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Voyager I leaves the solar system, NASA says


The Voyager I spacecraft



After months of speculation, it's official. 

Voyager I has left the solar system.

The news makes NASA's space probe the first human-made object to enter interstellar space, according to evidence published Thursday in the journal Science.

More from GlobalPost: NASA's Voyager probe reaches boundary of our solar system

"Voyager has boldly gone where no probe has gone before, marking one of the most significant technological achievements in the annals of the history of science," John Grunsfeld, NASA's associate administrator for the Science Mission Directorate, told the Los Angeles Times.

"New and unexpected" data indicates Voyager 1 has been traveling in interstellar space for about a year now, NASA said.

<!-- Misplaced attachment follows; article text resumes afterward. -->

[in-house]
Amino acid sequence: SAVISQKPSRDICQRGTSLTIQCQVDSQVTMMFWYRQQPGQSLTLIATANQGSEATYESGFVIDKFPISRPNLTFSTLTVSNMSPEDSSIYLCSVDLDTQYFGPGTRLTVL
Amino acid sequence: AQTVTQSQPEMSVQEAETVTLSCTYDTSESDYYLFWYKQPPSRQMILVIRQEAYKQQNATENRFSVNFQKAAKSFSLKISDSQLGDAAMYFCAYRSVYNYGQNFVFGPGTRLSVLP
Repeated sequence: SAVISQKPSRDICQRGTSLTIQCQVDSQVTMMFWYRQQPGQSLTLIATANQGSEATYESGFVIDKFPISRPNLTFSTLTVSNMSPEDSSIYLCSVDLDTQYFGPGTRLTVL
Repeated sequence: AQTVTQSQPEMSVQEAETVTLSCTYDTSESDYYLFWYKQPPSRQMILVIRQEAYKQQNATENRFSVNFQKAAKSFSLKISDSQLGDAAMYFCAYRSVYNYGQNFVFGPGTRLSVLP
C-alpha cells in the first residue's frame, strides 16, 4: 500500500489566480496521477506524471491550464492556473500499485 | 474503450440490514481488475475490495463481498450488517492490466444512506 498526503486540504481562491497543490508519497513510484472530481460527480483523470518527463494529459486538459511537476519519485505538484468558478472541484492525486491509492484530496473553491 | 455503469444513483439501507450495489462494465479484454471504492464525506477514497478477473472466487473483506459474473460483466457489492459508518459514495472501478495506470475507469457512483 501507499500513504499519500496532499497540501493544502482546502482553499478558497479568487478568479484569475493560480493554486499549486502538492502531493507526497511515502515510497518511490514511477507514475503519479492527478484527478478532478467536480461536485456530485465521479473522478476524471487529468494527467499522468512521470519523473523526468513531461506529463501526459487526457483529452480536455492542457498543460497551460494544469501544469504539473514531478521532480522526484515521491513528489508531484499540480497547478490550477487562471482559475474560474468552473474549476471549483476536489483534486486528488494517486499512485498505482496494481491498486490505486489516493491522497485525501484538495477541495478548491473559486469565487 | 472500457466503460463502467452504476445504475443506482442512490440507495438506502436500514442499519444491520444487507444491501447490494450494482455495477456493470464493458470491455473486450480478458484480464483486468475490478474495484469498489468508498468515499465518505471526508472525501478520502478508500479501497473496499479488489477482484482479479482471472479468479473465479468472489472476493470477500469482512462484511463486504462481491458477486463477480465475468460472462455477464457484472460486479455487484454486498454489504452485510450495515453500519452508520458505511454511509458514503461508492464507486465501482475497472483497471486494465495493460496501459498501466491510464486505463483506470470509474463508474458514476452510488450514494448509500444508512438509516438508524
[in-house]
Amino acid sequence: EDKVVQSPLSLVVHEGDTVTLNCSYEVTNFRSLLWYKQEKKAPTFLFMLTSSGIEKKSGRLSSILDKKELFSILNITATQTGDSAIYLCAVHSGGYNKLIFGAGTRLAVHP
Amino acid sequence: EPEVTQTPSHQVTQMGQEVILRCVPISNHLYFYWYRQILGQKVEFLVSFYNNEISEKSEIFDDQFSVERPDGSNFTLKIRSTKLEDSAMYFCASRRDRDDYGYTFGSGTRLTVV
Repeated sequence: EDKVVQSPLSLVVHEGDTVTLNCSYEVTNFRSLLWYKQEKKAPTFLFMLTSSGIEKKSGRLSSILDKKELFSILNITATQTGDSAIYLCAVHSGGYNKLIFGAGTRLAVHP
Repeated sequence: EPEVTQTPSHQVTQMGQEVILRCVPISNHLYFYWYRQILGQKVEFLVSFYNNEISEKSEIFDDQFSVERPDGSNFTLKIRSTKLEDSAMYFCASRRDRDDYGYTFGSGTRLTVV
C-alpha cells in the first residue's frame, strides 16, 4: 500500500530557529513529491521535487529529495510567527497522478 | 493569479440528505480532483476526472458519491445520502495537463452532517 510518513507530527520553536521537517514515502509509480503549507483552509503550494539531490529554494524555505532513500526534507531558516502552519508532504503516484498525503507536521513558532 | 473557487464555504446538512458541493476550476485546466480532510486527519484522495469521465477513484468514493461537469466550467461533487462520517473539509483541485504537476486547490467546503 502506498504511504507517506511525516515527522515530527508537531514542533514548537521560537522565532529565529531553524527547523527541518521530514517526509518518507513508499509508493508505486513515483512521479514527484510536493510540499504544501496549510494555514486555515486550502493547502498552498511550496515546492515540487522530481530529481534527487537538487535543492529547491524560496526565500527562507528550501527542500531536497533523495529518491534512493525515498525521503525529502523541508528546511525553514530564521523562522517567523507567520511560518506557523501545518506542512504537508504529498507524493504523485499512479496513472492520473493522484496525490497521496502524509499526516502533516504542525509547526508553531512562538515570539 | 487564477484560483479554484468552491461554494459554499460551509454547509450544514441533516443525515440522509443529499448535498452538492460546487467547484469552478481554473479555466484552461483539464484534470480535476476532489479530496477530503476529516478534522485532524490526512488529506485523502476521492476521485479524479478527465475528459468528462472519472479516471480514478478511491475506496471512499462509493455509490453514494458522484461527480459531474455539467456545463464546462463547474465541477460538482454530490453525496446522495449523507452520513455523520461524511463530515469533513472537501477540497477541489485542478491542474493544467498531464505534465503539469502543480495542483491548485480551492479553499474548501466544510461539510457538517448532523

The study published earlier this year suggested the space probe reached that milestone on Aug. 25, 2012, based off drastic changes in radiation levels not seen since Voyager 1 launched decades ago.

However, NASA dismissed the findings at the time, and in June announced the probe had reached the boundary of our solar system about 11 billion miles from Earth.

More from GlobalPost: Voyager I close to leaving solar system, report says

It's now estimated to be about 12 billion miles from our planet.

Voyager 1 and 2 were launched in 1977 and have been flying through space ever since.

Though initially tasked with exploring Jupiter and Saturn, they were then sent even further.

They are said to have discovered Jupiter's volcanoes and more details about Saturn's rings.

Voyager 2 is the only probe to have ever reached Uranus and Neptune, and Voyager I the only one to reach interstellar space.